absolution

Derivation

  • Latin: absolvere, to free from

Article

The power conferred on the Apostles and their successors to forgive sin – “Whose sins you shall forgive, they are forgiven them” (John 20:23). It is exercised by the priest in the Sacrament of Penance. It signifies also the remission by the Church of certain censures like suspension or excommunication.

In the sacrament of Penance is the act by which the priest, invested with the necessary jurisdiction, remits sins.

In the Mass it is the formula with which, after their respective confessions, the priest and the faithful reciprocally ask divine indulgence and pardon: “May almighty God have mercy upon you, forgive you all your sins, and bring you to life everlasting”.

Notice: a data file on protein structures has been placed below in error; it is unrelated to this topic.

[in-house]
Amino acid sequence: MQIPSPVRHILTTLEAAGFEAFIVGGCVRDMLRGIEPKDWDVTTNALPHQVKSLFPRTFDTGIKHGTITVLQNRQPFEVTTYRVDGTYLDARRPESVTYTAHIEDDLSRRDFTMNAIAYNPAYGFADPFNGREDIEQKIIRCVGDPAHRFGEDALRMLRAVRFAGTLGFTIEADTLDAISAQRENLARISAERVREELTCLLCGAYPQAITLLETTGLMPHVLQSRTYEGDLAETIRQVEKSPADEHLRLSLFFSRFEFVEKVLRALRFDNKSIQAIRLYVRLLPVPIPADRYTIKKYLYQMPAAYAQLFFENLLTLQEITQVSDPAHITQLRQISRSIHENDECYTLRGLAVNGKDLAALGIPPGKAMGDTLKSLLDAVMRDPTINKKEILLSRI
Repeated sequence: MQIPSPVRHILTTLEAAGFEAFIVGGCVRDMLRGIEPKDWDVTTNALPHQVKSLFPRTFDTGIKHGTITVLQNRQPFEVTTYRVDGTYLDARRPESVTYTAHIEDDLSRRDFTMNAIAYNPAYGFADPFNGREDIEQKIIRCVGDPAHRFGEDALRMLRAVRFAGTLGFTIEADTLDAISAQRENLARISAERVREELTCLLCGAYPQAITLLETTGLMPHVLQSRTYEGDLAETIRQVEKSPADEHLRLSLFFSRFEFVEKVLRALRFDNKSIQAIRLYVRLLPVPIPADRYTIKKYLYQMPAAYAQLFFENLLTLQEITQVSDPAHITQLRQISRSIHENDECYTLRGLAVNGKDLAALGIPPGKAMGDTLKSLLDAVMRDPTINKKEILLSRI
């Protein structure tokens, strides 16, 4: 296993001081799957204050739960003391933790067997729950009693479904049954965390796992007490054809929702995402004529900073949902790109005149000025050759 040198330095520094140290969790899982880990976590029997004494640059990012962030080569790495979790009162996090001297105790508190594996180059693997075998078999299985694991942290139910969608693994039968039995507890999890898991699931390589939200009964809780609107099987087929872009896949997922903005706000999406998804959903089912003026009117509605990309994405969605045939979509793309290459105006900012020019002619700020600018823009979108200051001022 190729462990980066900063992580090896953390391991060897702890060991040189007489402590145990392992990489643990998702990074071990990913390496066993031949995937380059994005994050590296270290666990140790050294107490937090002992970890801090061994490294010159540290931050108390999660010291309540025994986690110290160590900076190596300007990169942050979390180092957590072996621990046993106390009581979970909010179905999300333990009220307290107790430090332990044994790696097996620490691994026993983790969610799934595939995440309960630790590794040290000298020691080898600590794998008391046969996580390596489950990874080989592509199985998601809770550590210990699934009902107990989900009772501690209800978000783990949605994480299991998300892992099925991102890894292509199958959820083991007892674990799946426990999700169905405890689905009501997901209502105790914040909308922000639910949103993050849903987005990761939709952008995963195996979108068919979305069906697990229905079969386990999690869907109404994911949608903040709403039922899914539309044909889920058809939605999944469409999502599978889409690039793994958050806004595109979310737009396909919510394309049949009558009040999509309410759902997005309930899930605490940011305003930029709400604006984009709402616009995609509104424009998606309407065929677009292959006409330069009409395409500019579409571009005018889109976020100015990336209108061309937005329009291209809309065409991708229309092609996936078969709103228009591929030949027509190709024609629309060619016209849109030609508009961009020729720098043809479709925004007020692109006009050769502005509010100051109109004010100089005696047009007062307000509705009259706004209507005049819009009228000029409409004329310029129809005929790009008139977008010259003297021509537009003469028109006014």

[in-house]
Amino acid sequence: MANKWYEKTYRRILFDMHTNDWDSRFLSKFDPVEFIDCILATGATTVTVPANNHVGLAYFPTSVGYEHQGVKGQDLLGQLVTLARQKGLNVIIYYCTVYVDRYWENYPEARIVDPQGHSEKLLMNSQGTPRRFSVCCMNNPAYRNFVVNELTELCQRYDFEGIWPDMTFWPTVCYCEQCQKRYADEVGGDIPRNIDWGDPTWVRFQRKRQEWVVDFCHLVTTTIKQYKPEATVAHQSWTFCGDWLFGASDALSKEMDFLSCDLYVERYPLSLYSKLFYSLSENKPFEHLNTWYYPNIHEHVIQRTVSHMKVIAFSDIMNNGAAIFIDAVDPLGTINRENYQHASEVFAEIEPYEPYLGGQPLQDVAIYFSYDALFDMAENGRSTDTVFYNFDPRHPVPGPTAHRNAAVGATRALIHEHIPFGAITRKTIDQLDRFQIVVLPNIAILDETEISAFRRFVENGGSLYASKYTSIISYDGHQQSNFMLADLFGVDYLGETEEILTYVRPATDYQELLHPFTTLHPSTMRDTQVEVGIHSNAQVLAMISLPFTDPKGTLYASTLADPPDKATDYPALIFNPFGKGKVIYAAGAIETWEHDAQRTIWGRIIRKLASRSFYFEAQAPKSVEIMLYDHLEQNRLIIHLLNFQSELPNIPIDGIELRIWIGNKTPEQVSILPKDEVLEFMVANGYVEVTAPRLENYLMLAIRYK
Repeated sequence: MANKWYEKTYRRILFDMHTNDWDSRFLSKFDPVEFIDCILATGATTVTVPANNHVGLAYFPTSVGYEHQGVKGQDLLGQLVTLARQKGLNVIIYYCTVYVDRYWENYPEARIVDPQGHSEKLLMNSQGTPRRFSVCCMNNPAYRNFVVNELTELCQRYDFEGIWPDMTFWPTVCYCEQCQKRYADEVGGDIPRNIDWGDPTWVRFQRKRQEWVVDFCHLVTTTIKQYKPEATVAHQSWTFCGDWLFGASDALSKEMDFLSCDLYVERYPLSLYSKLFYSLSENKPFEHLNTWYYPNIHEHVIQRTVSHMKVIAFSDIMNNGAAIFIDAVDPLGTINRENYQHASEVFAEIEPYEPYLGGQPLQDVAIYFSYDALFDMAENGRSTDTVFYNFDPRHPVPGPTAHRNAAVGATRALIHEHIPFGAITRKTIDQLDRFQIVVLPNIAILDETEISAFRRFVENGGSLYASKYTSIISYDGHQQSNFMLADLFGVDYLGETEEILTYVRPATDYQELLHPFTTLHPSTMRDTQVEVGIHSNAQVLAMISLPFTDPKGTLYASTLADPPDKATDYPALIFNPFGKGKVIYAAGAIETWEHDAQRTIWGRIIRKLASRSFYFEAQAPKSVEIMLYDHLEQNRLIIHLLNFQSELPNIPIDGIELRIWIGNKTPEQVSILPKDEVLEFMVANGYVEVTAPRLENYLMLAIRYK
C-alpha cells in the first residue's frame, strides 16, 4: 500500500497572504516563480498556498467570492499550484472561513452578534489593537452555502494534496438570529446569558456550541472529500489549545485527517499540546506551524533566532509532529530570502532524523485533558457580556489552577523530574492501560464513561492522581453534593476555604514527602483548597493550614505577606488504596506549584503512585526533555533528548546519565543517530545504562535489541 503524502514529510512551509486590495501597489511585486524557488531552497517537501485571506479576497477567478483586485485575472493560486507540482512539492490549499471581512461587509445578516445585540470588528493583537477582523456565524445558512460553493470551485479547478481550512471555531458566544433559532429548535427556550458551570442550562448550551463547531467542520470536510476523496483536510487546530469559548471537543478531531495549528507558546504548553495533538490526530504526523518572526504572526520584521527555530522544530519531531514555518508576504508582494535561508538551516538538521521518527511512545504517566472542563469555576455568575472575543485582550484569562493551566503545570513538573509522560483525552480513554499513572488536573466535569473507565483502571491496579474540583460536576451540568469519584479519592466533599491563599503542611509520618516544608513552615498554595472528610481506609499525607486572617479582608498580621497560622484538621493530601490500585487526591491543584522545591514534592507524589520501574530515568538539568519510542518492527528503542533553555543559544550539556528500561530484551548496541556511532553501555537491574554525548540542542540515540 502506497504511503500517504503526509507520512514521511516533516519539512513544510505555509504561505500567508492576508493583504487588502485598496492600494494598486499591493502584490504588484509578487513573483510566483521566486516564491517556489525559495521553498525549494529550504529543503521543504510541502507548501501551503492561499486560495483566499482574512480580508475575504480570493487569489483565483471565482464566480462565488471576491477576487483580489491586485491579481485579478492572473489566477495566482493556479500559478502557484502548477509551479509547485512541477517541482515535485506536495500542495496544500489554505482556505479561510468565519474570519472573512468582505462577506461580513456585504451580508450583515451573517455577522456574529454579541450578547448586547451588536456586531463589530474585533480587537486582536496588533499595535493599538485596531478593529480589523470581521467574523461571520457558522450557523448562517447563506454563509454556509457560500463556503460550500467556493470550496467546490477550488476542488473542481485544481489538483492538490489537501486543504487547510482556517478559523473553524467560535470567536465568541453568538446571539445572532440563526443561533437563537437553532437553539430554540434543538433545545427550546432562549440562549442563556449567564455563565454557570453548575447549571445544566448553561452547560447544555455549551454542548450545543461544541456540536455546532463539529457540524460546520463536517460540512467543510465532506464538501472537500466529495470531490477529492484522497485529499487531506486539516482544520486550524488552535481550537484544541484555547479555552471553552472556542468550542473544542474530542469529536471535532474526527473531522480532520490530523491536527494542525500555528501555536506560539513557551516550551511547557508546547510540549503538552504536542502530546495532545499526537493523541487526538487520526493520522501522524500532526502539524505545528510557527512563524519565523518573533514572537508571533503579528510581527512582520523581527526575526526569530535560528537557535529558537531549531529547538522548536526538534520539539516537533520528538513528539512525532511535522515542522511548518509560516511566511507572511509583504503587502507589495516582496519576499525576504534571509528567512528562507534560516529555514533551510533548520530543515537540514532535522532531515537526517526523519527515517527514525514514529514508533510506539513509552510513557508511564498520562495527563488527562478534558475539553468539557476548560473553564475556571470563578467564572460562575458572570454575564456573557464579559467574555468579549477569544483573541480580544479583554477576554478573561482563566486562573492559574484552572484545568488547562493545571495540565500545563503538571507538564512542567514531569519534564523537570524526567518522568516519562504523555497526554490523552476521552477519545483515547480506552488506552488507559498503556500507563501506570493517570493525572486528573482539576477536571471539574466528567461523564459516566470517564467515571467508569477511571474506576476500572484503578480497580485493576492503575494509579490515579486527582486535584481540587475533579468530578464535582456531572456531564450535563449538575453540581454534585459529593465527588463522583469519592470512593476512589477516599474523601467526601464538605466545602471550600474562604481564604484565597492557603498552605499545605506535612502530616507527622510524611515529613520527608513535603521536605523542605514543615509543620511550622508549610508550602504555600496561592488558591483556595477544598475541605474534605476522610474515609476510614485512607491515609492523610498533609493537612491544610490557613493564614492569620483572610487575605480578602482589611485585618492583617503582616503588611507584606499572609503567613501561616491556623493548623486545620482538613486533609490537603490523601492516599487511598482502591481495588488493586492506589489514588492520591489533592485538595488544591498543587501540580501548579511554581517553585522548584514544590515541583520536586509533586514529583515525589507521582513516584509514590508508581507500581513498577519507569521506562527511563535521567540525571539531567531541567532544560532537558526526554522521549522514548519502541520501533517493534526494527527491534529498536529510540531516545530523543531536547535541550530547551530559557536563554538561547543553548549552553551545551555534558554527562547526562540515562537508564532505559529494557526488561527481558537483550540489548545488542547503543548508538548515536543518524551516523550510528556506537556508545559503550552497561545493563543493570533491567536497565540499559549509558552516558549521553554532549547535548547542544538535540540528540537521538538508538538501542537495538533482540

In the Liturgy of the Dead it is the rite of sprinkling and incensing the coffin, accompanied by the appropriate formula, which essentially consists of a Responsory, followed by Kyrie and Pater, and concluding with a prayer. This absolution is also called “obsequies”.

MLA Citation

  • “absolution”. New Catholic Dictionary. Saints.SQPN.com. 3 July 2012. Web. 21 August 2014. <http://saints.sqpn.com/absolution/>